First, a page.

A special edition proof silver dollar was also issued with two different types of packaging.
Issue Price (with acrylic stand)
Issue Price (with standard packaging)
Montreal Canadiens centennial
Royal Canadian Mint engravers
Starting in the autumn of 2008, the Royal Canadian Mint created six fifty cent coins embedded in a plastic sports card. The coins were double dated 1908 and 2008 to commemorate the Canadiens centennial. All the coins were distributed through the Jean Coutu Pharmacy chain in Quebec. All coins had a retail price of $9.95 each.
Two key moments in Hockey history have been commemorated on Canada’s silver dollar series. The first of these coins was the Centennial of the Stanley Cup. The Cup was first presented in 1893 to the Montreal Amateur Athletic Association team by Lord Stanley. The RCM issued the coin in 1993, and the proof coin was in a black leatherette case, with a maroon insert and a Certificate of Authenticity. The Brilliant Uncirculated version was in a clear plastic outer case, with a black plastic insert and a silver sleeve.
To commemorate the 25th Anniversary of Paul Henderson’s series clinching goal against Russia, the RCM placed Henderson on its Silver Dollar for 1997. The RCM offered two gift packages: a sterling silver pin and Uncirculated dollar, and a numbered colour reproduction print and an Uncirculated Dollar.
Starting in 1997, the Royal Canadian Mint started to sell hockey medallions to the public. To commemorate the induction of Mario Lemieux in the Hockey Hall of Fame, a set was issued honouring all three inductees. One set was issued in Sterling Silver while another was issued in Nickel. The success of the release led to future issues.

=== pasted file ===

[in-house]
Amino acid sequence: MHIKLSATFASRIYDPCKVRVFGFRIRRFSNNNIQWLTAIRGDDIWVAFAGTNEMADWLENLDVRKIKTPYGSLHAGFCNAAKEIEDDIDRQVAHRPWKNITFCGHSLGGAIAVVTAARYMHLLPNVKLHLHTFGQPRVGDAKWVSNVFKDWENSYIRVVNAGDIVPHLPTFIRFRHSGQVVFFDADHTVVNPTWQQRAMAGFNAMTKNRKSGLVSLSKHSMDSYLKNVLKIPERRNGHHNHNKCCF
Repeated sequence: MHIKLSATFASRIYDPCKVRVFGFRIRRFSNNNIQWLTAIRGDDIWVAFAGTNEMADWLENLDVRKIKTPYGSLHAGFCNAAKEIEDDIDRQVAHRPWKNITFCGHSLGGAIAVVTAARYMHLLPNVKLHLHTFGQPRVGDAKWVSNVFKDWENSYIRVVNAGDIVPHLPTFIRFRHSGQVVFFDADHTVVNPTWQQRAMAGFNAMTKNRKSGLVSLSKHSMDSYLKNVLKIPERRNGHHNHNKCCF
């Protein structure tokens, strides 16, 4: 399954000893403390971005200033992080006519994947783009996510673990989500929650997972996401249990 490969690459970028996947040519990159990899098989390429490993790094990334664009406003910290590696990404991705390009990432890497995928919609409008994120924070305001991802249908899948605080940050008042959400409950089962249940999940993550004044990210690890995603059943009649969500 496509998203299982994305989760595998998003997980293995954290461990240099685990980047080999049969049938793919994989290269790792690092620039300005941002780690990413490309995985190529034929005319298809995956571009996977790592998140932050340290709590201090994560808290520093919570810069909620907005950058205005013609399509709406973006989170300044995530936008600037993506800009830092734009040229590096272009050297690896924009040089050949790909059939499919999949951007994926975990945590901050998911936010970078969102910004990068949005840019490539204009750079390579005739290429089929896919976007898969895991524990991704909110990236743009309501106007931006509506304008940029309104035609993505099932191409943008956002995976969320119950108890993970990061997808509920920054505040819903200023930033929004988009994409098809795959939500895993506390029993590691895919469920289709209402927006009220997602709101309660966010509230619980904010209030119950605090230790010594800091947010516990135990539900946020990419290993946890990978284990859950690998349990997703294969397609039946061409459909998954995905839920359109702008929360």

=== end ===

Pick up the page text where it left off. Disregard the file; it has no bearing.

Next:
As a way of commemorating the retirement of Wayne Gretzky, a medallion was issued with a mintage of over 50,000. The medallions were $9.95 each and they were packaged in a blue sleeve with the number 99 in red on the packaging.
Starting in 2000, a series of stamps was issued to commemorate the All-Star Game in Toronto. The success of the series led to future stamp releases. Starting in 2001, the stamps were issued in a special collectors set. The stamps were packaged in a hard plastic case, with a hockey puck and corresponding medallions. These medallions were struck by the Royal Canadian Mint.
The Royal Canadian Mint has produced the medals for the 2009 IIHF World Junior Hockey Championship. This event will take place in Ottawa from December 26, 2008 to January 5, 2009. For the IIHF World Junior Hockey Championship medals, which were designed in collaboration with the IIHF and Hockey Canada, the Mint cut each blank – which is a medal without a design – out of copper. After the distinctive Ottawa design was struck onto each blank twice on a manual press using several tons of pressure, the medals were given their distinguishing finish: the coveted championship medals are plated with 24kt gold while the second-place medals are silver-plated and the third-place medals are finished with a warm bronze tone. All medals are lacquered and bear a Maple Leaf which is coloured with red enamel.
The Mint also sourced the tournament's popular Player of the Game award, which this year is a uniquely Canadian-made acrylic and aluminum Hoselton sculpture, housed in a cherry wood box.